Kids Explore STEAM Careers with HMNS Outreach

Inspiring a child takes effort, time, passion and heart. It’s why we do what we do.

At the Houston Museum of Natural Science, discoveries are made daily. The sounds of learning fill our hallways every day, from the gasp of wonder from a kid stepping onto the Morian Overlook for the first time or the squeal of delight as a butterfly in the Cockrell Butterfly Center rests on a child’s shoulder. Those sounds are all the evidence we need to know we are upholding HMNS’ mission, its commitment to education.

For the kids that may not be able to get to the museum, there is HMNS Outreach. Our variety of programs brings HMNS straight to the community, visiting hundreds of schools and organizations each year and reaching more than 100,000 children in 2015 alone. The ultimate goal is to instill in these kids a love of learning that will carry them to new heights in their careers and throughout their lives.

Here are some of the many STEAM careers that HMNS Outreach can inspire a child to reach for.


The TOTAL Wildlife On Wheels offers an extraordinary look at animals of all kinds. Students get an up close and personal encounter with wildlife ranging from snakes and frogs to birds and mammals.

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Students in Turner High School’s Vet Tech program observe the wing of a Ringneck Dove, which travels as part of the TOTAL Wildlife On Wheels Vertebrates program.

Forensic Scientist

A presentation of Cleanup Crew from the Bugs On Wheels program will cover the process of decomposition and the return of vital elements to the Earth. These principles of decomposition are crucial to forensic scientists, who use arthropods and fungi to study crime scenes and gather more information.


Entomologist Erin Mills shows off a Giant African Millipede during a presentation of the Bugs On Wheels program Cleanup Crew.


Body Works is our newest set of programs in the Science Start family, and these presentations focus on the anatomy and capabilities of the human body. From the brain to the heart to the skeleton, each of these presentations will provide students with a comprehensive overview of what we can do with what we’ve got.



A Chevron Earth Science On Wheels program like Know Your Rocks is immensely useful for future careers in Geology. A students’ knowledge of the rock cycle and the differences between different types of rocks and fuels can be vital in fields such as the energy industry.


A student discusses the properties of two different specimens with his classmates during a presentation of Know Your Rocks.


A visit from the HMNS Discovery Dome includes more than 40 different shows about a range of topics, including a classic planetarium show, The Starry Night. One of today’s kids could discover a new planet, a galaxy, or even a black hole, and the Dome provides a great foundation for an interest in astronomy.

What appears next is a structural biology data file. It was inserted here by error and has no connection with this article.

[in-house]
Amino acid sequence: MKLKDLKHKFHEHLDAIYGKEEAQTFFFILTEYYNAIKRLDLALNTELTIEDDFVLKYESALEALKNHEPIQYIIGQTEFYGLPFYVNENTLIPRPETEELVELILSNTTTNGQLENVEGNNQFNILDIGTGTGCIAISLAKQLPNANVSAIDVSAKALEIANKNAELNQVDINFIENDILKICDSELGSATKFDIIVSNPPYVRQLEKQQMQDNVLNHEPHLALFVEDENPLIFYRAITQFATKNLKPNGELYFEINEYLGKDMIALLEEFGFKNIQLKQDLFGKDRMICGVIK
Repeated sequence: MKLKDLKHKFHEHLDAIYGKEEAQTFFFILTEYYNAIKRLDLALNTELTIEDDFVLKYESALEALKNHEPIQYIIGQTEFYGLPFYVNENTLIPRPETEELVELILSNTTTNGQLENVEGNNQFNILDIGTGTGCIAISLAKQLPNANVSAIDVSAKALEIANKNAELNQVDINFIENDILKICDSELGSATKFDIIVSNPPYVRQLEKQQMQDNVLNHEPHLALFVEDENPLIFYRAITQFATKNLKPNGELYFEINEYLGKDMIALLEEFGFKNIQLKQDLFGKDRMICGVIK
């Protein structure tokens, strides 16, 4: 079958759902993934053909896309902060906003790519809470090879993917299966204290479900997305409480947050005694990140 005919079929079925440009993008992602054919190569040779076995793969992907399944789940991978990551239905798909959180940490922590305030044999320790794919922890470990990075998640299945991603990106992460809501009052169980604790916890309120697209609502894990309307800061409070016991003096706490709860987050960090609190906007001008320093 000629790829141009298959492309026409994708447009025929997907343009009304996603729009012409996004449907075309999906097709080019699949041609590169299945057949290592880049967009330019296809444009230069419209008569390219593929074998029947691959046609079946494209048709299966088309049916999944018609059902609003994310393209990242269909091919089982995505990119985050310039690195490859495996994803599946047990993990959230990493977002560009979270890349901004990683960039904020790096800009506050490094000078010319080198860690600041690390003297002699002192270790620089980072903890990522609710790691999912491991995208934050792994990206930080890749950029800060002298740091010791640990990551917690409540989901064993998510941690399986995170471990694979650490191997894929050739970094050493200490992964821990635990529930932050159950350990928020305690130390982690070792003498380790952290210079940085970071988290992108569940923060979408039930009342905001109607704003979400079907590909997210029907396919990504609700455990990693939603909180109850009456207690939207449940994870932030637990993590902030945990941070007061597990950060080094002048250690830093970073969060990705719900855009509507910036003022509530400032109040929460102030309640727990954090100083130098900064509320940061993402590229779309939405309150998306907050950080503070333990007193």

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Students at Reagan High School file into the Discovery Dome for a screening of Cosmic Collisions, a show narrated by Robert Redford about different outer space encounters between celestial objects.


An interest in foreign cultures can take you all over the world or even back in time. Anthropologists study the history of humanity, and Docents To Go programs such as Native Americans or Ancient Egypt provide students with an introduction to different communities and societies.


Volunteer Bob Joyce shows an arrowhead and arrow used for hunting by Native Americans.


Try a ConocoPhillips Science On Stage program like Cool Chemistry, which discusses different chemical reactions as well as the properties of polymers and liquid nitrogen. It’s a great glimpse into what chemistry is all about!


Educator Carolyn Leap discusses the properties of a polymer during a presentation of Cool Chemistry.


Students at Johnston Middle School have had the opportunity to sketch animals from the museum’s TOTAL Wildlife On Wheels and Bugs On Wheels programs over the years, and they’ve produced some spectacular pieces, like the crocodile skull below.


These are just a few of the many STEAM careers that are natural extensions of the concepts discussed in HMNS Outreach. We are proud to play an important role in the lives of students all over the Houston area and beyond, and we are honored to have the opportunity to inspire the next generation.


A student draws Peanut, a Costa Rican Curly Hair Tarantula, as Peanut cooperatively sits still.

To book HMNS Outreach, email, call us at the number listed on our site, or fill out this form online. We look forward to working with you!

Educator How-To: Nautilus and the Golden Spiral (an approximation)

Editor’s note: In honor of our new Nautilus Live program — which takes Museum patrons to the ocean floor with telepresence technology — this month’s Educator How-To is all about the nautilus shell. From our veteran Xplorations educator Kat Havens:

It is difficult to deny the beauty and perfection of the nautilus’ spiraled chambers. Many have heard it is a perfect example of a Golden Spiral or have seen pictures of it neatly fitted into a Golden Rectangle. Although compelling, it is mathematical mythology.